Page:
This guest post is by Blog Lady.
There comes a time in your career as a blogger or website owner that you find yourself with a niche blog or site that isn’t meeting your expectations money-wise. That’s nothing to feel bad about. It happens to everybody, and if some say it’s never happened to them, they must be insanely lucky or they just haven’t been in the business long enough.
But what do you do when it finally happens to you?
Give it more time
It could be that the only thing your niche blog needs is more time to “prove” itself. All sites take time to build authority and gain steady traffic. If you’ve been running your site for a month or two and you get only a dozen or so visits a day, don’t be surprised if your earnings are, or are very close to, nil.
If anything, you shouldn’t worry about making money from such a young site. Instead, focus on producing quality content and establishing good relationships with your readers and fellow bloggers/webmasters. I’ve found that it’s best to give a niche blog eight to 12 months before I start to make conclusions about it.
I almost gave up on one of my niche blogs several months ago. It was doing quite poorly in comparison to my other sites. But then it suddenly took off, for reasons unknown. Today it is my biggest money earner. So don’t give up too quickly on what seems like a failed project.
Examine your target keywords
Niches aren’t equally profitable, and even keywords within the same niche do not have the same earning potential. You want to optimize your blog for keywords that can generate the most income. If you’ve been targeting and ranking for low-value keywords, the payoff may be small even with a high conversion rate.
On the other hand, if you target high-value keywords but convert rarely, you may be targeting an audience that has a low click-through/conversion rate. (In other words, the type of visitor that isn’t motivated to click ads or buy a product.)
Find keywords that have the best combination of ad value, traffic volume, advertiser competition, and conversion rate.
To give an example, one of my oldest sites targets a small niche in the New Age market. I knew what kind of information that competitor sites weren’t providing, and was sure I could deliver it. And I did. Yet what I didn’t think of was the low commercial value of the specific keywords I’d chosen. I got the traffic, all right, but not the dough. So I researched my niche for higher-value keywords with better conversion rates, and applied them to several new and existing posts. Sure enough, these keywords bumped up my AdSense and Amazon affiliate income.
(Note: this is no reason to delete low-earning articles by the way. If your readers enjoy them, keep them and make some more—it serves your visitors well, earns you their trust and hopefully, backlinks.)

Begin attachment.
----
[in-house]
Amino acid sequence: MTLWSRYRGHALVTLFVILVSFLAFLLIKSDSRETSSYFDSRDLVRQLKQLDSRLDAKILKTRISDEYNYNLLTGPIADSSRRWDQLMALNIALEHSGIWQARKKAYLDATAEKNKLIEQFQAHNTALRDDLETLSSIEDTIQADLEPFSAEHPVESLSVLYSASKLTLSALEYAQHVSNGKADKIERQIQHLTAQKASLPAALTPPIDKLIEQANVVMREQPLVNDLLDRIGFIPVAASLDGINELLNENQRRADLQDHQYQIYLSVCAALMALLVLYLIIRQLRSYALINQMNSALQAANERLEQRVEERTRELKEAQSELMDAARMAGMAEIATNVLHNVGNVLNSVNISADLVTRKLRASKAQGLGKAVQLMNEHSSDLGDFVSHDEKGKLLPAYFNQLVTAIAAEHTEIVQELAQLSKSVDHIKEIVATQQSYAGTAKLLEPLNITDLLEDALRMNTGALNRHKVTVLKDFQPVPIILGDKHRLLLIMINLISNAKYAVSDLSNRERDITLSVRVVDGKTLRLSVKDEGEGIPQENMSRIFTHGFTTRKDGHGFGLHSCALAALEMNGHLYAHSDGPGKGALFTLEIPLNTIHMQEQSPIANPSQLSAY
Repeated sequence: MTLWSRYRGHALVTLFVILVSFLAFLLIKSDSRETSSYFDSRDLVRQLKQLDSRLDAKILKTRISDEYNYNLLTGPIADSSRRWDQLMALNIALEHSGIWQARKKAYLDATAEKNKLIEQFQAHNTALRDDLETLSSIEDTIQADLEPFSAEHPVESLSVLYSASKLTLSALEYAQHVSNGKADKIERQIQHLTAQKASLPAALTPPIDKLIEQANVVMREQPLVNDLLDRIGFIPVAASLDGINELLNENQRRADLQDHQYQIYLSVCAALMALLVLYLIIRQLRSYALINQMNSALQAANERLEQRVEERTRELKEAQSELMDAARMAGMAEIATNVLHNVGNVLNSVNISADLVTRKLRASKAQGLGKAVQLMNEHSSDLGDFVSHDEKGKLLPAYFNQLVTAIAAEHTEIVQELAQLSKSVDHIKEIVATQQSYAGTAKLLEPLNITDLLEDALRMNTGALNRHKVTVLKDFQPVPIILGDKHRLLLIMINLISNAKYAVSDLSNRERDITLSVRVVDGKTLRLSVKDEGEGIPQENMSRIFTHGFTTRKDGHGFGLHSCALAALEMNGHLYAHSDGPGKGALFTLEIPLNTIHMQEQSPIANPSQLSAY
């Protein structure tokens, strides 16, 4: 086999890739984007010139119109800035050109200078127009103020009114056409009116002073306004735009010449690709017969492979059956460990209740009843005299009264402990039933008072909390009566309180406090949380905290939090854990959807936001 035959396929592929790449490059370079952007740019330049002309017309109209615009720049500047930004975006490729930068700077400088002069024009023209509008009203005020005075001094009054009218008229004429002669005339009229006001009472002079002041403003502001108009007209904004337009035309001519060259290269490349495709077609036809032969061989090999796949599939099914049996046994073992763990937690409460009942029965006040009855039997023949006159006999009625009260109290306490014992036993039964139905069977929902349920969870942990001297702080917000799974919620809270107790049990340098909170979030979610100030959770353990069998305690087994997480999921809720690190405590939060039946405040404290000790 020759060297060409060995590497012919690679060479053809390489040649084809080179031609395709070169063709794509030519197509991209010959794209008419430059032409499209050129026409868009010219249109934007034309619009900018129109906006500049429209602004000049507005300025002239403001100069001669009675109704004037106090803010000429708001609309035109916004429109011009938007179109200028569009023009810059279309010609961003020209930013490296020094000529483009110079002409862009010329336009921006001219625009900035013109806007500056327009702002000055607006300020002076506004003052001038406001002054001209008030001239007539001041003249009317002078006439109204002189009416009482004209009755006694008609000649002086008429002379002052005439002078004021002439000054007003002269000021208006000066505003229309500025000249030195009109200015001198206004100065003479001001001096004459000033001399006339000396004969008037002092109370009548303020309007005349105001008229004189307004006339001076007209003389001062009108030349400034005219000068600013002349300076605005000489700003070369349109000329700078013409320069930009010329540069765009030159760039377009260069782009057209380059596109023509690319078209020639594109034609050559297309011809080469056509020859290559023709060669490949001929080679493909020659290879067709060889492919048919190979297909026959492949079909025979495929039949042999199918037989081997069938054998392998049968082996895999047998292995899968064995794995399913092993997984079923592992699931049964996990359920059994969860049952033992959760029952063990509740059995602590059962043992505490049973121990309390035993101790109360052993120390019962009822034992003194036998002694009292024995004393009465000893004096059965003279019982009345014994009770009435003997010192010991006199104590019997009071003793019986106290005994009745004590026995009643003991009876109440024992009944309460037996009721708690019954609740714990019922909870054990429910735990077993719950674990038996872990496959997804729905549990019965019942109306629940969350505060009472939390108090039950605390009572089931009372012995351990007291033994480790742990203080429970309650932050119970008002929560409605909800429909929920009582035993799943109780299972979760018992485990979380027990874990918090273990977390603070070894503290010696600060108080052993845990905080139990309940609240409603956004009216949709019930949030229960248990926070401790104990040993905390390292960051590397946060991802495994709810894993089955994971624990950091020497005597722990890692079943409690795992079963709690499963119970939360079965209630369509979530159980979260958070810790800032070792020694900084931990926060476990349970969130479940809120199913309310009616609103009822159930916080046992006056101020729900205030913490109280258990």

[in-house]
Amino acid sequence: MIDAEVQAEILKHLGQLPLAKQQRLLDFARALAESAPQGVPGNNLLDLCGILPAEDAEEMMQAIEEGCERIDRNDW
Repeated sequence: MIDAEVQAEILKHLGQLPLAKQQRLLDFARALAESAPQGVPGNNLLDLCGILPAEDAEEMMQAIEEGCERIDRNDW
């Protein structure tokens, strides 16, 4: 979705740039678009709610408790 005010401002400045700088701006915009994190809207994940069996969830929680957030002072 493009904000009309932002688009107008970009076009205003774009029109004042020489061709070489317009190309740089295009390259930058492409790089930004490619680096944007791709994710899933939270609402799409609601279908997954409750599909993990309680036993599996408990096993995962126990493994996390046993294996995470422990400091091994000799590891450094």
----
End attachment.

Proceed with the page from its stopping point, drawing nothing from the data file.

Explore different ad placement and ad types
Sometimes, the issue might not be your choice of keywords at all, but what you sell, how you sell it, and where you sell it. Check the advertisements that show up your blog. Look over the affiliate products you sell. Are they appropriate? Are people likely to click or buy them?
If you get few clicks, try moving your ads to different places on your blog. Experiment with affiliate widgets, buttons, and text links to see which get the most attention.
When you change your ads this way, wait several days to a week before you change them again. Personally, I’d wait for as long as it takes for me to get 500-1,000 impressions. (That’s less than 24 hours for a high-traffic blog, but the average site would need more time.) Monitor your conversion rates via your advertiser’s or affiliate partner’s account.
Now don’t go to desperate means to get clicks on your ads. That means, don’t try to “mask” your ads and don’t put them where they will disturb visitors’ experience of your blog. The few extra dollars you make this way aren’t worth the contempt and loss of trust it would incur.
Modify your strategy
Are you wholly dependent on a specific type of traffic, such as search traffic? If so, you need to modify your strategy to be less reliant on that traffic source. If you rely on Google for the majority of your traffic, you’d be seriously hurt if an algorithm update were to drop your site’s ranking.
Learn to diversify. Besides search traffic, look to social traffic, word of mouth, advertising and other means. We all need to do this, whether or not our sites make money, if we are to survive in the post-Panda era.
Know when to let go
I said earlier that you should give your niche site a chance. However there is such a thing as trying too hard. If you’ve tried all ethical means to boost your site’s income and still nothing happens, face the music. Leave it alone and try something else.
To invest all your time and resources in a lost cause is foolish. And don’t feel bad doing this. You’re learning. Every niche blog you make teaches you a lesson. With every success and failure, you discover what works and what doesn’t, what your viewers want and what you are capable of delivering. So even a failed site—if it is that—is not a complete waste of time. Learn from your mistakes, vow to do better and move on.
Blog Lady. A former freelance website content writer and now full-time niche blogger. Visit my blog for more articles on niche marketing, blogging and social media. Website: Blog Lady RSS Feed: Blog Lady RSS Feed.